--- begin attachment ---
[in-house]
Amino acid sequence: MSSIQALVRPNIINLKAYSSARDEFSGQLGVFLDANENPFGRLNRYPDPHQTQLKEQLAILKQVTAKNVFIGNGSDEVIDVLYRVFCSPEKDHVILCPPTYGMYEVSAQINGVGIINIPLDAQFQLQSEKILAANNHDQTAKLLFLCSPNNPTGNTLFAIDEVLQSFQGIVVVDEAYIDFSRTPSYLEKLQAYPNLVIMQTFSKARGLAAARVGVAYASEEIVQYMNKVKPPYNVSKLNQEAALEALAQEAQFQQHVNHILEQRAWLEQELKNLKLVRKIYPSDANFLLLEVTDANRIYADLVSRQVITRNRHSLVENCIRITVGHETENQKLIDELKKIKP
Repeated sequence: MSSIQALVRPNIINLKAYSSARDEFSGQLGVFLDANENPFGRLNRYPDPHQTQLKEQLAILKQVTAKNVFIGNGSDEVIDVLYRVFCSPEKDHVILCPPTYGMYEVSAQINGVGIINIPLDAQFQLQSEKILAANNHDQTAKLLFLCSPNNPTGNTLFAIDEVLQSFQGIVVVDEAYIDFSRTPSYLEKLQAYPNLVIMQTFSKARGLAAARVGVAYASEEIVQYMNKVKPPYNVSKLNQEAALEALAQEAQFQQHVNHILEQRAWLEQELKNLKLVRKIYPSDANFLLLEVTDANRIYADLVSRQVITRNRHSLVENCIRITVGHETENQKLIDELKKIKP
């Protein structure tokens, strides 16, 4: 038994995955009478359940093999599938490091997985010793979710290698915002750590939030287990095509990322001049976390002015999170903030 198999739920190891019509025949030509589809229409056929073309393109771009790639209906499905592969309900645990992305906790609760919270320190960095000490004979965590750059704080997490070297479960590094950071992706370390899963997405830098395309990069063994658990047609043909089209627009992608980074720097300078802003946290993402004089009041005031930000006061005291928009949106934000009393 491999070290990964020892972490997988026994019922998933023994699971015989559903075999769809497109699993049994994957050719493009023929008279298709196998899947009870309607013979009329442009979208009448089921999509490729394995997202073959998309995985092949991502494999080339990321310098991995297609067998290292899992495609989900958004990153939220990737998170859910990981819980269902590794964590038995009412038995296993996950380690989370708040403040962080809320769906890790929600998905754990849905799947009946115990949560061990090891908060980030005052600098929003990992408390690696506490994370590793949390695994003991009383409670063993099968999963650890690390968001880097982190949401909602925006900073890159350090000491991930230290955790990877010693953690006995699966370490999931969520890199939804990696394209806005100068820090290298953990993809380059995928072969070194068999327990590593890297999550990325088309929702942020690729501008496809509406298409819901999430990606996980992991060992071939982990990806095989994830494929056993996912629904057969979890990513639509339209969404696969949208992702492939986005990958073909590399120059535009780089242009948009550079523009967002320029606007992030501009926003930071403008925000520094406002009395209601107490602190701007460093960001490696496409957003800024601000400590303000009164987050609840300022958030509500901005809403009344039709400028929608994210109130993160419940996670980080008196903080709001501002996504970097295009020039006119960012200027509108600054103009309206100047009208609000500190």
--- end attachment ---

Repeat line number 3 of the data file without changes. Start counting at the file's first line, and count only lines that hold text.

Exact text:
Repeated sequence: MSSIQALVRPNIINLKAYSSARDEFSGQLGVFLDANENPFGRLNRYPDPHQTQLKEQLAILKQVTAKNVFIGNGSDEVIDVLYRVFCSPEKDHVILCPPTYGMYEVSAQINGVGIINIPLDAQFQLQSEKILAANNHDQTAKLLFLCSPNNPTGNTLFAIDEVLQSFQGIVVVDEAYIDFSRTPSYLEKLQAYPNLVIMQTFSKARGLAAARVGVAYASEEIVQYMNKVKPPYNVSKLNQEAALEALAQEAQFQQHVNHILEQRAWLEQELKNLKLVRKIYPSDANFLLLEVTDANRIYADLVSRQVITRNRHSLVENCIRITVGHETENQKLIDELKKIKP